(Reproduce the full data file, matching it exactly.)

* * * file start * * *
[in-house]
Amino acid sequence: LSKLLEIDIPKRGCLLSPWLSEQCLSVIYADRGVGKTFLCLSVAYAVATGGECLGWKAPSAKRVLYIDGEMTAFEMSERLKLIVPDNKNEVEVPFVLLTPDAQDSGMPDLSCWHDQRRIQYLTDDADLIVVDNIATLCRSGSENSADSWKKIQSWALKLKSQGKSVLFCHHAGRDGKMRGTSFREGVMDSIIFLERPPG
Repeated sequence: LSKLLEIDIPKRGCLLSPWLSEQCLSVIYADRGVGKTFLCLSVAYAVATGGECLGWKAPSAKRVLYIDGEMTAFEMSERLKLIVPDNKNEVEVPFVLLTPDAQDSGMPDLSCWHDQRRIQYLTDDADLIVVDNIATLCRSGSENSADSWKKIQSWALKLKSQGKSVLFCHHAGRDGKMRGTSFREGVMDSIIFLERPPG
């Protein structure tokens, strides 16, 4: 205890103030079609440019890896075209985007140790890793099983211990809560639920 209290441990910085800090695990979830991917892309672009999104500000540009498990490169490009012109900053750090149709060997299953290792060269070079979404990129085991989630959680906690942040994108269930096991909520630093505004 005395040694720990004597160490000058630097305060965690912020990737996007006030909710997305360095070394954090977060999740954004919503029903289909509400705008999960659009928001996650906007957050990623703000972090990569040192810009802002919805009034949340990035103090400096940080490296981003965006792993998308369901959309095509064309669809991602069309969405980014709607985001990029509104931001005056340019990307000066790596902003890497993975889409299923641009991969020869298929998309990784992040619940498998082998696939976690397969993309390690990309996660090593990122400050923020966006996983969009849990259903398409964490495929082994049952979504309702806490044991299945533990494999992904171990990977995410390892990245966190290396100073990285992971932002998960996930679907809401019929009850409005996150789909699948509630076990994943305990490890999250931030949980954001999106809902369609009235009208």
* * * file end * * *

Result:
[in-house]
Amino acid sequence: LSKLLEIDIPKRGCLLSPWLSEQCLSVIYADRGVGKTFLCLSVAYAVATGGECLGWKAPSAKRVLYIDGEMTAFEMSERLKLIVPDNKNEVEVPFVLLTPDAQDSGMPDLSCWHDQRRIQYLTDDADLIVVDNIATLCRSGSENSADSWKKIQSWALKLKSQGKSVLFCHHAGRDGKMRGTSFREGVMDSIIFLERPPG
Repeated sequence: LSKLLEIDIPKRGCLLSPWLSEQCLSVIYADRGVGKTFLCLSVAYAVATGGECLGWKAPSAKRVLYIDGEMTAFEMSERLKLIVPDNKNEVEVPFVLLTPDAQDSGMPDLSCWHDQRRIQYLTDDADLIVVDNIATLCRSGSENSADSWKKIQSWALKLKSQGKSVLFCHHAGRDGKMRGTSFREGVMDSIIFLERPPG
């Protein structure tokens, strides 16, 4: 205890103030079609440019890896075209985007140790890793099983211990809560639920 209290441990910085800090695990979830991917892309672009999104500000540009498990490169490009012109900053750090149709060997299953290792060269070079979404990129085991989630959680906690942040994108269930096991909520630093505004 005395040694720990004597160490000058630097305060965690912020990737996007006030909710997305360095070394954090977060999740954004919503029903289909509400705008999960659009928001996650906007957050990623703000972090990569040192810009802002919805009034949340990035103090400096940080490296981003965006792993998308369901959309095509064309669809991602069309969405980014709607985001990029509104931001005056340019990307000066790596902003890497993975889409299923641009991969020869298929998309990784992040619940498998082998696939976690397969993309390690990309996660090593990122400050923020966006996983969009849990259903398409964490495929082994049952979504309702806490044991299945533990494999992904171990990977995410390892990245966190290396100073990285992971932002998960996930679907809401019929009850409005996150789909699948509630076990994943305990490890999250931030949980954001999106809902369609009235009208």